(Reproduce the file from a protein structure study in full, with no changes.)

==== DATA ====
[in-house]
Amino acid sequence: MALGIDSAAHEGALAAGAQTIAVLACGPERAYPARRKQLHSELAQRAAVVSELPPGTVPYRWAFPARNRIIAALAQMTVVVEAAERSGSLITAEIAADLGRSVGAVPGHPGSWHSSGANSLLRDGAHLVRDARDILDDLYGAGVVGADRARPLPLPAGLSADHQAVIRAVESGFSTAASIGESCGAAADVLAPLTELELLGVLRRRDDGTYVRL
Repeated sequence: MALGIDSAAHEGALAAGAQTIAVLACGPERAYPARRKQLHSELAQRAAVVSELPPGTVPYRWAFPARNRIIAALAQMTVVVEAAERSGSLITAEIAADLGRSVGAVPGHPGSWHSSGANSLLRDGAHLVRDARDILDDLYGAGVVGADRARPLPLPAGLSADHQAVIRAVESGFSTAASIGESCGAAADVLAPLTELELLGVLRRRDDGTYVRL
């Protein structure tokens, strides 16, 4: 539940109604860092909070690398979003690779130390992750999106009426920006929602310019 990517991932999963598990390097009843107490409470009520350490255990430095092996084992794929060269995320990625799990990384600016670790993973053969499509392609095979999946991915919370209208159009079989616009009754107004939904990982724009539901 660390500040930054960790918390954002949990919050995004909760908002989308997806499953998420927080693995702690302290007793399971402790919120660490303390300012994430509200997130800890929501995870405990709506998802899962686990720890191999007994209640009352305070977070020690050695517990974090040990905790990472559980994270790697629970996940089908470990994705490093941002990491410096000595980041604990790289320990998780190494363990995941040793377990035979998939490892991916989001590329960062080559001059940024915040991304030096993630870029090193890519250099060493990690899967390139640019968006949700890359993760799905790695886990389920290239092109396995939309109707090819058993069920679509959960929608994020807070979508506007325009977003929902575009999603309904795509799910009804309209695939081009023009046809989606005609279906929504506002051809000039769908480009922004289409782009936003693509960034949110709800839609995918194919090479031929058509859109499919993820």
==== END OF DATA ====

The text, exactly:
[in-house]
Amino acid sequence: MALGIDSAAHEGALAAGAQTIAVLACGPERAYPARRKQLHSELAQRAAVVSELPPGTVPYRWAFPARNRIIAALAQMTVVVEAAERSGSLITAEIAADLGRSVGAVPGHPGSWHSSGANSLLRDGAHLVRDARDILDDLYGAGVVGADRARPLPLPAGLSADHQAVIRAVESGFSTAASIGESCGAAADVLAPLTELELLGVLRRRDDGTYVRL
Repeated sequence: MALGIDSAAHEGALAAGAQTIAVLACGPERAYPARRKQLHSELAQRAAVVSELPPGTVPYRWAFPARNRIIAALAQMTVVVEAAERSGSLITAEIAADLGRSVGAVPGHPGSWHSSGANSLLRDGAHLVRDARDILDDLYGAGVVGADRARPLPLPAGLSADHQAVIRAVESGFSTAASIGESCGAAADVLAPLTELELLGVLRRRDDGTYVRL
């Protein structure tokens, strides 16, 4: 539940109604860092909070690398979003690779130390992750999106009426920006929602310019 990517991932999963598990390097009843107490409470009520350490255990430095092996084992794929060269995320990625799990990384600016670790993973053969499509392609095979999946991915919370209208159009079989616009009754107004939904990982724009539901 660390500040930054960790918390954002949990919050995004909760908002989308997806499953998420927080693995702690302290007793399971402790919120660490303390300012994430509200997130800890929501995870405990709506998802899962686990720890191999007994209640009352305070977070020690050695517990974090040990905790990472559980994270790697629970996940089908470990994705490093941002990491410096000595980041604990790289320990998780190494363990995941040793377990035979998939490892991916989001590329960062080559001059940024915040991304030096993630870029090193890519250099060493990690899967390139640019968006949700890359993760799905790695886990389920290239092109396995939309109707090819058993069920679509959960929608994020807070979508506007325009977003929902575009999603309904795509799910009804309209695939081009023009046809989606005609279906929504506002051809000039769908480009922004289409782009936003693509960034949110709800839609995918194919090479031929058509859109499919993820």